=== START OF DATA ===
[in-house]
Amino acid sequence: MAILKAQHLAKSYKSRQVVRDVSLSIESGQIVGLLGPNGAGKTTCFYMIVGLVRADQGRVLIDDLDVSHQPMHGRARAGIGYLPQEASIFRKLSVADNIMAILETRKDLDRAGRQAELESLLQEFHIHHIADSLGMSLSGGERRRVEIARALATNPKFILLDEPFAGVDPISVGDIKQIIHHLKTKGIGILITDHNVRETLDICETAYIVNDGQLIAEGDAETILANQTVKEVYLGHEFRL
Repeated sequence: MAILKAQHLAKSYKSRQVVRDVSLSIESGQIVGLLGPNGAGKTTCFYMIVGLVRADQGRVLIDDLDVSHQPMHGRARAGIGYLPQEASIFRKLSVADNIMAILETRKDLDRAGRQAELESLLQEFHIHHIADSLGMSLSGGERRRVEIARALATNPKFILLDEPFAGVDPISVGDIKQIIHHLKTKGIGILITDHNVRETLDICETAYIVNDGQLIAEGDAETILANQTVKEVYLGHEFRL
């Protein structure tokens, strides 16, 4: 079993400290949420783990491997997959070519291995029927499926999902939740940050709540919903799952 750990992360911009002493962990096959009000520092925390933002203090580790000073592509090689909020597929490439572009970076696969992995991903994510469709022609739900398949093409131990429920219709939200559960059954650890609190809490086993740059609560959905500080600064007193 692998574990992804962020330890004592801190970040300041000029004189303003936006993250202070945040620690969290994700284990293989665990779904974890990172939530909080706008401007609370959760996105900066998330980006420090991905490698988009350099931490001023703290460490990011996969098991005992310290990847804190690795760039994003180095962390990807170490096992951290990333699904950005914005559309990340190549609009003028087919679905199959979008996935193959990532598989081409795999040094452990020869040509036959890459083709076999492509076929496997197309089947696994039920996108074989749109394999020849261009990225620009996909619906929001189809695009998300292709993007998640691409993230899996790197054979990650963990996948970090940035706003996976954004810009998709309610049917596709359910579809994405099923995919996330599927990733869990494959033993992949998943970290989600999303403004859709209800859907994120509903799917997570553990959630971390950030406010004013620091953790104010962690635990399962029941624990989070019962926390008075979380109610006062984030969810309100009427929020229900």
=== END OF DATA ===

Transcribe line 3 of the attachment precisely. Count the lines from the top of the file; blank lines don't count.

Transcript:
Repeated sequence: MAILKAQHLAKSYKSRQVVRDVSLSIESGQIVGLLGPNGAGKTTCFYMIVGLVRADQGRVLIDDLDVSHQPMHGRARAGIGYLPQEASIFRKLSVADNIMAILETRKDLDRAGRQAELESLLQEFHIHHIADSLGMSLSGGERRRVEIARALATNPKFILLDEPFAGVDPISVGDIKQIIHHLKTKGIGILITDHNVRETLDICETAYIVNDGQLIAEGDAETILANQTVKEVYLGHEFRL